TAMPA, Fla. (WFLA) — A Florida bill that would require the right to in-person visits at hospitals was sent to Gov. Ron DeSantis from the state legislature on April 5. He signed the bill, the “No Patient Left Alone Act,” on April 6.

Called the “No Patient Left Alone Act,” the bill would require hospitals, nursing facilities, hospices, assisted living facilities and care centers for the developmentally disabled to allow in-person visits.

Senate Bill 988, as written and delivered to the governor to sign or veto, would require each of the affected facility types to create procedures and policies to allow visitation, with rules in place for infection control and education, visitor screening, dealing with personal protective equipment and other infection protocols for visitors.

Additionally, the length of visits must have a set of standards that meet rules in state statutes ss. 400.022(1)(b) and 429.28(1)(d), as well as policies to ensure staff follow the rules in place. Under the bill, if made law, patients would be allowed to pick who can see them while they are hospitalized or under care in a facility.

“A resident, client, or patient may designate a visitor who is a family member, friend, guardian, or other individual as an essential caregiver,” SB 988 says. “The provider must allow in-person visitation by the essential caregiver for at least 2 hours daily in addition to any other visitation authorized by the provider.”

The legislation also includes a list of conditions and situations that the visitation procedures would apply to.

They include:

  • End-of-life situations.
  • A resident, client, or patient who was living with family before being admitted to the provider’s care is struggling with the change in environment and lack of in-person family support.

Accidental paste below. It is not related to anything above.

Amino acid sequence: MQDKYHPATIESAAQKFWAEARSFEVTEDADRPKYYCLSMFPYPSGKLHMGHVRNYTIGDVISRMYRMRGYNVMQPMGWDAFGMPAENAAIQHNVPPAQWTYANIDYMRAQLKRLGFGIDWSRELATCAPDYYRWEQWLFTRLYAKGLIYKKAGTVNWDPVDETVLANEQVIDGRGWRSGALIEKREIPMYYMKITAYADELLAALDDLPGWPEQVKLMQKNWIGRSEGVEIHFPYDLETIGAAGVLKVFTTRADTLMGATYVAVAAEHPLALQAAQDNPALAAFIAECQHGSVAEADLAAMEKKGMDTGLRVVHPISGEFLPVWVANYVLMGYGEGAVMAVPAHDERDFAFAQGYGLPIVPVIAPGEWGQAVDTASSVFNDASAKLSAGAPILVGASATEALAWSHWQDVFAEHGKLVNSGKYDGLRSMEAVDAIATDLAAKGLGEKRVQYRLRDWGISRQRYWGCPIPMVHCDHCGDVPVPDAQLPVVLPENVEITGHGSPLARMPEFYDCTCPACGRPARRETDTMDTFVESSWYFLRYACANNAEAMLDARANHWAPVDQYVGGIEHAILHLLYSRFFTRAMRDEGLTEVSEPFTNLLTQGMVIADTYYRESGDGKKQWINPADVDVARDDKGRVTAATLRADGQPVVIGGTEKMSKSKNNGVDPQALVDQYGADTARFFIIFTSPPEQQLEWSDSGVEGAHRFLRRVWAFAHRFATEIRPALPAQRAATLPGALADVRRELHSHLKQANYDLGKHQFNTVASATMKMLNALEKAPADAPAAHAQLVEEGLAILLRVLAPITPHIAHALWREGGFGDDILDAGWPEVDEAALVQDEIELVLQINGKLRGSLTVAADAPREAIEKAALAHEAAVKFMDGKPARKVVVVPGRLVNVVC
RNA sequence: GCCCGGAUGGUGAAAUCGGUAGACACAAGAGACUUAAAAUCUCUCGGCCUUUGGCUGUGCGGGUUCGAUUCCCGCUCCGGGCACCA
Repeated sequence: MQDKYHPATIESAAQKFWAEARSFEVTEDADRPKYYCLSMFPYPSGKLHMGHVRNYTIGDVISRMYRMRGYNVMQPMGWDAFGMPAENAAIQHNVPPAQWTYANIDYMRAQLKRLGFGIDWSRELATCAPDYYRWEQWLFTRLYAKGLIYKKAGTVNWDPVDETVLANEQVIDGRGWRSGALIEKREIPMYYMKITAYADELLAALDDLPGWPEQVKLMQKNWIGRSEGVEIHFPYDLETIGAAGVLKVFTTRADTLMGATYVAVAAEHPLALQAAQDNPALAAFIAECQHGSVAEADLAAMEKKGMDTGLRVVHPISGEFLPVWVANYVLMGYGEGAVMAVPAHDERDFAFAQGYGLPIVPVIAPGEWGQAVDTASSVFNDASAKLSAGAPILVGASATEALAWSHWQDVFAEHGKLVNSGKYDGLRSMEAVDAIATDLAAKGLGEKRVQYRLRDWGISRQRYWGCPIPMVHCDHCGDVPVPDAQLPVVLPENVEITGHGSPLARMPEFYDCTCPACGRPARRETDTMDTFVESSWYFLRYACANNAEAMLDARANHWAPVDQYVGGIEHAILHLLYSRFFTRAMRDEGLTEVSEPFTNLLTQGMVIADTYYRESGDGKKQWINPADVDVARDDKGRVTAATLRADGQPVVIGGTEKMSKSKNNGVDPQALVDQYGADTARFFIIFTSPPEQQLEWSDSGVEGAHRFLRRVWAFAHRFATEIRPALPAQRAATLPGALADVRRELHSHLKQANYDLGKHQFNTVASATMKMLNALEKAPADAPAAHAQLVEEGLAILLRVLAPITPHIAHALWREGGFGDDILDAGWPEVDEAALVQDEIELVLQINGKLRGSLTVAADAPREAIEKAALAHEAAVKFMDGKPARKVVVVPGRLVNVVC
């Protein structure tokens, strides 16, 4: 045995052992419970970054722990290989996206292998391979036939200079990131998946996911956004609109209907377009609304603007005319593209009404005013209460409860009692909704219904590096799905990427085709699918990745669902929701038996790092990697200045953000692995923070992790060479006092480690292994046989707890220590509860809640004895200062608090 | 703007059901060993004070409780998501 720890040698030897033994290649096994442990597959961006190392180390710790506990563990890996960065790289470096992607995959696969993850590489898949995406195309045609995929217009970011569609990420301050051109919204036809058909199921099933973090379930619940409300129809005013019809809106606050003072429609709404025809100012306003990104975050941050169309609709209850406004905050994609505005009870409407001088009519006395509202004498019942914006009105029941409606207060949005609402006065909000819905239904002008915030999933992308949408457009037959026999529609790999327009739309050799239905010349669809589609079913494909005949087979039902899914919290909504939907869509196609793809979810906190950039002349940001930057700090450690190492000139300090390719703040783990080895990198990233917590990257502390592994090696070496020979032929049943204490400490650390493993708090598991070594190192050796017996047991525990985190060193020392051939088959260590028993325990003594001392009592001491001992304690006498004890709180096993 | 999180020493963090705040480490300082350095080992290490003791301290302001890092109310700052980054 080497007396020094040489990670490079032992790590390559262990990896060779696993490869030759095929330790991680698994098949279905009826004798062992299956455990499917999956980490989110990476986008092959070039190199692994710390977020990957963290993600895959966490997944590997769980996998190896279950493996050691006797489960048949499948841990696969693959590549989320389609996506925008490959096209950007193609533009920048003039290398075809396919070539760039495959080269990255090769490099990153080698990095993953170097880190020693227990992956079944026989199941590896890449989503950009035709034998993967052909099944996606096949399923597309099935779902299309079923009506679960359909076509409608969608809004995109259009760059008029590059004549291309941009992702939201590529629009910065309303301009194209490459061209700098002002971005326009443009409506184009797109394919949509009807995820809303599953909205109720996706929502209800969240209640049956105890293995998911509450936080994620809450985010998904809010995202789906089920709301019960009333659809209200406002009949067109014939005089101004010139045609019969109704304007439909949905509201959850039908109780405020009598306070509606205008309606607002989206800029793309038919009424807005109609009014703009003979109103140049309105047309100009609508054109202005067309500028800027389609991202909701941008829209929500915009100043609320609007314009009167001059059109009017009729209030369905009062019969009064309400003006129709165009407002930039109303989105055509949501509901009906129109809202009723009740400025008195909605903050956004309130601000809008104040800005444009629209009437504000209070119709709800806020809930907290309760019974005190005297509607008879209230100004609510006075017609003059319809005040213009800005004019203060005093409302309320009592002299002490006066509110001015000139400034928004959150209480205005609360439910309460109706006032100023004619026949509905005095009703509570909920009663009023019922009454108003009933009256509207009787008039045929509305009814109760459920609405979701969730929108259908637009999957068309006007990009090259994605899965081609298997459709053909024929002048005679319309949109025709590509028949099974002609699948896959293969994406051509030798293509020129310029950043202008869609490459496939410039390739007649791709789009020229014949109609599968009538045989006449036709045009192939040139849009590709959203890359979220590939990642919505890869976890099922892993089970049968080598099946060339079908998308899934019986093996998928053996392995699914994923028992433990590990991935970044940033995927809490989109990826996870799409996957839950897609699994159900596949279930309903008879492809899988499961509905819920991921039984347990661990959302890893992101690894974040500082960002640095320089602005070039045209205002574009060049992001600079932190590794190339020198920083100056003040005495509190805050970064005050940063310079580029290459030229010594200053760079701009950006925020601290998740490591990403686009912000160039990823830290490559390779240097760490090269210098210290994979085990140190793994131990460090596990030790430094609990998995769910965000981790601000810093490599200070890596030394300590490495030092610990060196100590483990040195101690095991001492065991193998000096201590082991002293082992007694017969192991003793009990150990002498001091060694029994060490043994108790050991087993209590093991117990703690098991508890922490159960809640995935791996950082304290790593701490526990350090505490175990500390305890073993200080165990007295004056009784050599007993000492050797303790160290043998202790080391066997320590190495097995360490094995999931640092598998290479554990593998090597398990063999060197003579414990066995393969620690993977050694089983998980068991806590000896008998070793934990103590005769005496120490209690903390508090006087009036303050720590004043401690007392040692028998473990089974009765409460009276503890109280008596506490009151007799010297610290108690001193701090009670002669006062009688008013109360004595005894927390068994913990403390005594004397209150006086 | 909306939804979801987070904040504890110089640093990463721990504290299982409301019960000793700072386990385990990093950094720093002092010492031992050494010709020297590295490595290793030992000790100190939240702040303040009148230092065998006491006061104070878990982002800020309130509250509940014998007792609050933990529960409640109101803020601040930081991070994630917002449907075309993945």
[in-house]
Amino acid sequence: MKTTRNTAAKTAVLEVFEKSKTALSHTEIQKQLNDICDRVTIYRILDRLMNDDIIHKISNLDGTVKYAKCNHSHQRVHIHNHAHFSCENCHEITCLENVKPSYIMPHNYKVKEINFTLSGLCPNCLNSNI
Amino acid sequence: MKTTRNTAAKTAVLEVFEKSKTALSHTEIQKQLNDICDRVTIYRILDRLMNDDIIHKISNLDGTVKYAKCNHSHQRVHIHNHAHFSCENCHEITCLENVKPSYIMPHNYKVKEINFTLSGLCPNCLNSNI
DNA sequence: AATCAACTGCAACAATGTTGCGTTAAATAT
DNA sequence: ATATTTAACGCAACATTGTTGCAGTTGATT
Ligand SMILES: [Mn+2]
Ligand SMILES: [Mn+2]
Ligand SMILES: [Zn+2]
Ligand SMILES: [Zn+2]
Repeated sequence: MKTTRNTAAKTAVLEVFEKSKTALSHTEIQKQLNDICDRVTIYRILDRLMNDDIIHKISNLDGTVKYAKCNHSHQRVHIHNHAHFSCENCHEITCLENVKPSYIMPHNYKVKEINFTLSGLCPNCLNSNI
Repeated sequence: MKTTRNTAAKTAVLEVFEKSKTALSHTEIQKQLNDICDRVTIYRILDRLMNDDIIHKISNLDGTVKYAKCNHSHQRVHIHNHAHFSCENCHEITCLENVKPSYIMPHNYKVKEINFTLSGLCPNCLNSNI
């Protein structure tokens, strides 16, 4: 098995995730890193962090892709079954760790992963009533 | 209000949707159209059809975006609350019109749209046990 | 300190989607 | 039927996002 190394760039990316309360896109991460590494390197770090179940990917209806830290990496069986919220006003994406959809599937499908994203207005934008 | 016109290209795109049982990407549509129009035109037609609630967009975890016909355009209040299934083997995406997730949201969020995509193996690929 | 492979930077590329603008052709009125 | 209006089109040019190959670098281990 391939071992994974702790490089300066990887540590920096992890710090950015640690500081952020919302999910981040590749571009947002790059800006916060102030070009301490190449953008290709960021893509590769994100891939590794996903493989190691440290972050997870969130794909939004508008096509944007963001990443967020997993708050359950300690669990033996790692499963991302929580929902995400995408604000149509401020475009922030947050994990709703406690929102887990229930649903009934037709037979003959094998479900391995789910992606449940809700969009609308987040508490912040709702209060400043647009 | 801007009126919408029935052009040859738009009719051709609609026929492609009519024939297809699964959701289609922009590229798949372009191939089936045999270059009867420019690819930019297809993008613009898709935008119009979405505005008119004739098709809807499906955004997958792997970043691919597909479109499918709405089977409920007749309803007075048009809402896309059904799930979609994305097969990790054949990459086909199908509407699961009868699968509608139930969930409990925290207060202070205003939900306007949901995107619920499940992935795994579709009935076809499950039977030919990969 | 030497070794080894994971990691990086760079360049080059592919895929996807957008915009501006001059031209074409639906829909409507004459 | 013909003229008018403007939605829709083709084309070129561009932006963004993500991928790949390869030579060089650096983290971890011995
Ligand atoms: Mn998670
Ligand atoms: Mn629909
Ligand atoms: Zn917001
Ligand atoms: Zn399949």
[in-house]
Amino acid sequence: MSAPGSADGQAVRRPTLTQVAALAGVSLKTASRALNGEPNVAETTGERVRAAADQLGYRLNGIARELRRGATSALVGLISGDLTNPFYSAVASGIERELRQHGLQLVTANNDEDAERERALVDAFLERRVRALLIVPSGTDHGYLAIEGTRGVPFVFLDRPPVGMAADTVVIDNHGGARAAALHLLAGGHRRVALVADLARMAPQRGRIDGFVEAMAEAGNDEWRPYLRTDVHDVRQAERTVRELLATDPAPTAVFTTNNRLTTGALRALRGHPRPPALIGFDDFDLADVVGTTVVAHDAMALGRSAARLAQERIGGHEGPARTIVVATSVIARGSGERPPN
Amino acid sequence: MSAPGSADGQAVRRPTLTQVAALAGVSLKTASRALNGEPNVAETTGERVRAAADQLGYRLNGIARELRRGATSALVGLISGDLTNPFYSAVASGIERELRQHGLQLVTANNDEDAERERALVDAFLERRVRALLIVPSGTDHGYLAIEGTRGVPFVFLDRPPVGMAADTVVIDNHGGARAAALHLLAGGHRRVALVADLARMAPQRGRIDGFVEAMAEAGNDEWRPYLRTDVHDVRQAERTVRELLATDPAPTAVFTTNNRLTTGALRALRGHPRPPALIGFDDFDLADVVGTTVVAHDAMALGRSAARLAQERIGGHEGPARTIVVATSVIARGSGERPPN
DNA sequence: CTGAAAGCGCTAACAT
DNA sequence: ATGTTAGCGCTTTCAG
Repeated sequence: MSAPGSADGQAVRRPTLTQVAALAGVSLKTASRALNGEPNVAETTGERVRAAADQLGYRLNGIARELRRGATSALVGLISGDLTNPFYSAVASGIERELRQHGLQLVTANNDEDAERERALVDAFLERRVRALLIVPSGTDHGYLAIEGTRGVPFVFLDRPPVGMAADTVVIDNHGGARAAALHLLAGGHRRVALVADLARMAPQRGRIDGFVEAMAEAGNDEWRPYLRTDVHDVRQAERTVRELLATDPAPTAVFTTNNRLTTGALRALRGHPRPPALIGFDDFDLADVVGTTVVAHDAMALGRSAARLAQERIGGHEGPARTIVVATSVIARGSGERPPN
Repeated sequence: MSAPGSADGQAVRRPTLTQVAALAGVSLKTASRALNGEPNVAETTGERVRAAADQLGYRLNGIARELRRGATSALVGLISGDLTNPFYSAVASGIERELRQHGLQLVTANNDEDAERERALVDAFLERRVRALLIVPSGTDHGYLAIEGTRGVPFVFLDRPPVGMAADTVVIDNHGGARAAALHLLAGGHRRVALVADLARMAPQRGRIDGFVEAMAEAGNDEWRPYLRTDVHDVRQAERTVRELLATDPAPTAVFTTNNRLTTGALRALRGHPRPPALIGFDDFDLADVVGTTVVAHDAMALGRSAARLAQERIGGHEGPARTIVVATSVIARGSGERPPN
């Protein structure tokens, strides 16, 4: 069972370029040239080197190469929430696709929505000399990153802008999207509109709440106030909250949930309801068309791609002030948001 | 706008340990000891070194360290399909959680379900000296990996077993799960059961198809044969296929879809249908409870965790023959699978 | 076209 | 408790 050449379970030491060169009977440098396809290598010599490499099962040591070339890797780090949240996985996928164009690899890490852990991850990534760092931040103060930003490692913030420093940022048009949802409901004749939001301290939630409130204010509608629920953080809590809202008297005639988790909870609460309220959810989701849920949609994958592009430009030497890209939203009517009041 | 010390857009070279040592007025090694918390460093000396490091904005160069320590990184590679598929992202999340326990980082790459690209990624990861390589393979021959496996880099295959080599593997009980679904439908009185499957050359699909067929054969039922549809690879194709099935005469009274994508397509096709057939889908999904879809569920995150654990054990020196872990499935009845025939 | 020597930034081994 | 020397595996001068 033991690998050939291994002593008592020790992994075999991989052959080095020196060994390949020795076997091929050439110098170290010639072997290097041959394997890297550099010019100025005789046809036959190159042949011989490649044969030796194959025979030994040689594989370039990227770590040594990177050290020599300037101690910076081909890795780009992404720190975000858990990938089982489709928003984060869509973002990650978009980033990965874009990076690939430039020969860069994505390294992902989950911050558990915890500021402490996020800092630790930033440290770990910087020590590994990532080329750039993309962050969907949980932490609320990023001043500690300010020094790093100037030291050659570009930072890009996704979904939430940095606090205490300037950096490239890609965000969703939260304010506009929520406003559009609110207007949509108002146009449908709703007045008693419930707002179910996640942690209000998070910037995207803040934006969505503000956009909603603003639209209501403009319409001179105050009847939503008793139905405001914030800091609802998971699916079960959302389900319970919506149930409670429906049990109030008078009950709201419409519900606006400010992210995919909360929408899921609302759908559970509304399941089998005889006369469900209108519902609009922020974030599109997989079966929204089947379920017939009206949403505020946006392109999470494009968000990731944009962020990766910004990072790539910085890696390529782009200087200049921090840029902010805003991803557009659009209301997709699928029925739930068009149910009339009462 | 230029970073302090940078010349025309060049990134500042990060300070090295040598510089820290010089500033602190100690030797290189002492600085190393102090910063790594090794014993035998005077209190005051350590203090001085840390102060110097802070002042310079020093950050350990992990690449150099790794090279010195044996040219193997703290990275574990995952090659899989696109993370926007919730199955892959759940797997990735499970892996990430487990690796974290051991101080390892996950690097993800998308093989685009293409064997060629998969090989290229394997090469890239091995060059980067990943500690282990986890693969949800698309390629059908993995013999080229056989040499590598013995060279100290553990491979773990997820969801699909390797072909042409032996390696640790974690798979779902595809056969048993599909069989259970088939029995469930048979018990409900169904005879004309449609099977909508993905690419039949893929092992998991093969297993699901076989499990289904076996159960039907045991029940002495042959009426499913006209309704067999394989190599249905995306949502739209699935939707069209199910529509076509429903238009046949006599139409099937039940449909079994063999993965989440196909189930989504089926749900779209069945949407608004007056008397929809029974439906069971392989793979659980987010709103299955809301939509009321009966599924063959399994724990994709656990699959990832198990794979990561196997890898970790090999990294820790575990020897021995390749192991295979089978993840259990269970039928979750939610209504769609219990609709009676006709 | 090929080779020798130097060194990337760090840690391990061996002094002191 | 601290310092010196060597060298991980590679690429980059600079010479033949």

• The resident, client, or patient is making one or more major medical decisions.
  • A resident, client, or patient is experiencing emotional distress or grieving the loss of a friend or family member who recently died.
  • A resident, client, or patient needs cueing or encouragement to eat or drink which was previously provided by a family member or caregiver.
  • A resident, client, or patient who used to talk and interact with others is seldom speaking.
  • For hospitals, childbirth, including labor and delivery.
  • Pediatric patients.
    • The policies and procedures may require a visitor to agree in writing to follow the provider’s policies and procedures. A provider may suspend in-person visitation of a specific visitor if the visitor violates the provider’s policies and procedures.
    • The providers shall provide their visitation policies and procedures to the agency when applying for initial licensure, licensure renewal, or change of ownership. The provider must make the visitation policies and procedures available to the agency for review at any time, upon request.
    • Within 24 hours after establishing the policies and procedures required under this section, providers must make such policies and procedures easily accessible from the homepage of their websites.

Additionally, SB 988 says The Agency for Health Care “shall dedicate a stand-alone page on its website to explain the visitation requirements of this section and provide a link to the agency’s webpage to report complaints.”

The bill requires the policies to be created and then published online in an easily accessible format. If signed into law, the legislation would take effect immediately.